Nika Elise Larsen, a forensic scientist and crime scene investigator for Oregon State Police Crime Lab, faced a federal court on Aug. 15, 2016. Larsen pled guilty to tampering with evidence and theft of Schedule II type drugs through direct access to evidence in lockers while working out of Bend and Pendleton Oregon Crime Labs since 2008. Sentencing will commence on Dec. 12, 2016. The prosecution and the defense are recommending a three-year prison sentence. Due to Larsen’s tampering, around 1,500 cases are being reviewed by John Hummel, District Attorney for Deschutes County, Oregon, and by several Deputy District Attorneys. Reportedly, Larsen’s mishandling and tampering of evidence occurred with her own cases and those which she might have accessed in her eight years of employment at OSP. This case is one of several which have cropped up in the last eleven years through mismanagement and lack of oversight at OSP Crime Labs. Jeff Dovci allegedly overstated evidence in a 2005 criminal trial before he retired from the Central Point Oregon Crime Lab in 2013. He is now a private forensic consultant. OSP did an internal investigation and John Hummel found that Dovci had, “overstated scientific findings and minimized things that could have hurt the state’s case.” After reviewing the two cases that came into question, Hummel found that the convictions in question still stood on solid ground. A previous OSP forensic scientist, Kristopher Kyes, missed drugs and other substances in urine he tested at the Clackamas Oregon Crime Lab, which led to a review of 120 cases, 10 of which had potential discrepancies. This led investigators to reevaluate those 10 cases. The troubling trend of misconduct continues with OSP evidence technician, John D. Parrish, who was indicted on June [...]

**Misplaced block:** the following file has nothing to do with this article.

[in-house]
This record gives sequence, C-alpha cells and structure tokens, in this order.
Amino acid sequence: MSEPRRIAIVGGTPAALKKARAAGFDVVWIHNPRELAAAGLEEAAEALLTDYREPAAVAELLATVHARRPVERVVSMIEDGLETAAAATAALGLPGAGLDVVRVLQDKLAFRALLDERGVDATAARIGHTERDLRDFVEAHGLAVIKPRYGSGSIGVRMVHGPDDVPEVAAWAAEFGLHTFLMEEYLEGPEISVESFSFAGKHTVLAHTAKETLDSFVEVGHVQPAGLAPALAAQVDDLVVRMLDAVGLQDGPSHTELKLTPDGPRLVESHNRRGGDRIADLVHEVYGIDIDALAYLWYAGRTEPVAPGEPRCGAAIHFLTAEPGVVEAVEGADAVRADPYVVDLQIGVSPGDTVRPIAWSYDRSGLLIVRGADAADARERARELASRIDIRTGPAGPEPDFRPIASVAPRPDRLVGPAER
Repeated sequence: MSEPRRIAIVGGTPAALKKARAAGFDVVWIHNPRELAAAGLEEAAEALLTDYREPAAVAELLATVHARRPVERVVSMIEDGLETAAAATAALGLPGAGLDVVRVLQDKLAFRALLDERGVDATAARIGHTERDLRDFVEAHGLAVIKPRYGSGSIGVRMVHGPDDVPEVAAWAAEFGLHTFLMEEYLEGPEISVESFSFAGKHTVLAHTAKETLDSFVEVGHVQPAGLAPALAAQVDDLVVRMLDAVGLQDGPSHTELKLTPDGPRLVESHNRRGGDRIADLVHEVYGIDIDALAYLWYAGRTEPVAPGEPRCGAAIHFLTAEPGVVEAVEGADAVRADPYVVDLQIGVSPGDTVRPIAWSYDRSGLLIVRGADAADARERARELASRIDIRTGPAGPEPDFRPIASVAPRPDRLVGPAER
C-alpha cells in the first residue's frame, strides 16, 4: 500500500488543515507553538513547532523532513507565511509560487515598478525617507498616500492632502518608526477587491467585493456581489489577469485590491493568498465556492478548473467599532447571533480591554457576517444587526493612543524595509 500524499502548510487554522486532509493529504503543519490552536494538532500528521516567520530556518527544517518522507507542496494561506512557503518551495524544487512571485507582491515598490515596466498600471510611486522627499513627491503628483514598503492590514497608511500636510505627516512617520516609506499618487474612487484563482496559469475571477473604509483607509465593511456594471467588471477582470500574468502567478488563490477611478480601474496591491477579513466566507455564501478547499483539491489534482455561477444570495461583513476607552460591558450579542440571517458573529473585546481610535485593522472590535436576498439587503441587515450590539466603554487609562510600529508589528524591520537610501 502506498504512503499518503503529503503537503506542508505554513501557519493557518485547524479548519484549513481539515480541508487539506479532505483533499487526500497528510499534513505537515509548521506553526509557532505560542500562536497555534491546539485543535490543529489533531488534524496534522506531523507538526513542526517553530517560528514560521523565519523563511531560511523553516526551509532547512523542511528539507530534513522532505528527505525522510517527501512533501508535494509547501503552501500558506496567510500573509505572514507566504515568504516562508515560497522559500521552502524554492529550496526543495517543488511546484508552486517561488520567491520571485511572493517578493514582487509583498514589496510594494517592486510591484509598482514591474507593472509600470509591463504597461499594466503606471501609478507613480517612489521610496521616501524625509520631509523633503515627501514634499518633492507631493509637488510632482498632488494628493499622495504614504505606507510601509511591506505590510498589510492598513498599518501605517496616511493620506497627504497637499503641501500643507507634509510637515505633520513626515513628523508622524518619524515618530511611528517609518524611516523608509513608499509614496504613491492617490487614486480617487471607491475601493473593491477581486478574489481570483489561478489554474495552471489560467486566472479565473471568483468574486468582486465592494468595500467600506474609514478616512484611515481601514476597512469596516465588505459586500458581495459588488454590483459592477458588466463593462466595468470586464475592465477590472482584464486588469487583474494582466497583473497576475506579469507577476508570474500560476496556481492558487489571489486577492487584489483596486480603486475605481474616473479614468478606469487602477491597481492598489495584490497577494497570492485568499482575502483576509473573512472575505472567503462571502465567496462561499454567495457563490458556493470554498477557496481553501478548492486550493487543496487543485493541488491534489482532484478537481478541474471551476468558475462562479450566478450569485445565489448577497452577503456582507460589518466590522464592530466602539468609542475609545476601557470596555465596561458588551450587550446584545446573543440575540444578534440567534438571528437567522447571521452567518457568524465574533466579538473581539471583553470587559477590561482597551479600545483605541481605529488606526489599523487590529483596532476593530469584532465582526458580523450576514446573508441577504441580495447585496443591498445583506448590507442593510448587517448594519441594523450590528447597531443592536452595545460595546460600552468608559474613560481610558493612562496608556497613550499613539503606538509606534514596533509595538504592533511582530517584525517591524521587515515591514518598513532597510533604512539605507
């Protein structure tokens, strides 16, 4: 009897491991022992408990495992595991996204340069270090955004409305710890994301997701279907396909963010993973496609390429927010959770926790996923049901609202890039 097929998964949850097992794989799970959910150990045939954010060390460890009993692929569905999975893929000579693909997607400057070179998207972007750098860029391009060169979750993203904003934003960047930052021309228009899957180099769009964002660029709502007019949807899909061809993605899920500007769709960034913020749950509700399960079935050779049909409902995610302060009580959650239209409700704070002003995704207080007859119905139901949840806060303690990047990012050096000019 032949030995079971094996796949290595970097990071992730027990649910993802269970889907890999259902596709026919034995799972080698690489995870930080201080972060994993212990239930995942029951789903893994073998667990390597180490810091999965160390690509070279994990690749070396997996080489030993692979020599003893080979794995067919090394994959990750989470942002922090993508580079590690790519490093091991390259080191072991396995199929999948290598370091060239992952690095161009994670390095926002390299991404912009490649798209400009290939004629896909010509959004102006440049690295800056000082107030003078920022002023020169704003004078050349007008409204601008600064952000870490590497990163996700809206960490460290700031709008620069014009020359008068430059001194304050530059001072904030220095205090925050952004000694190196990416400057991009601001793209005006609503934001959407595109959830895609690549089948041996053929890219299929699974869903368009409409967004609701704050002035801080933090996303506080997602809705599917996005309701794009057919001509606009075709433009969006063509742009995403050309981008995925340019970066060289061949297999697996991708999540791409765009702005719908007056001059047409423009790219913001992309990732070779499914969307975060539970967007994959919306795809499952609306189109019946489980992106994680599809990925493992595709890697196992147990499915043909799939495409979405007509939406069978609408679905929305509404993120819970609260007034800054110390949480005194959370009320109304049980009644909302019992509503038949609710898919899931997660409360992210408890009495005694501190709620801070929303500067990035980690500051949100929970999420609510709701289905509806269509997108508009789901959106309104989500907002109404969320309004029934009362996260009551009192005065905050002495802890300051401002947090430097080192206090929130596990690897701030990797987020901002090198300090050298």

By | 2016-10-13T00:19:25+00:00 September 14th, 2016|Categories: Criminal Defense, DUI|Tags: , , , , , |Comments Off on Forensic Felons: Criminals in the Oregon Crime Labs

Should I Refuse DUI Tests in Oregon?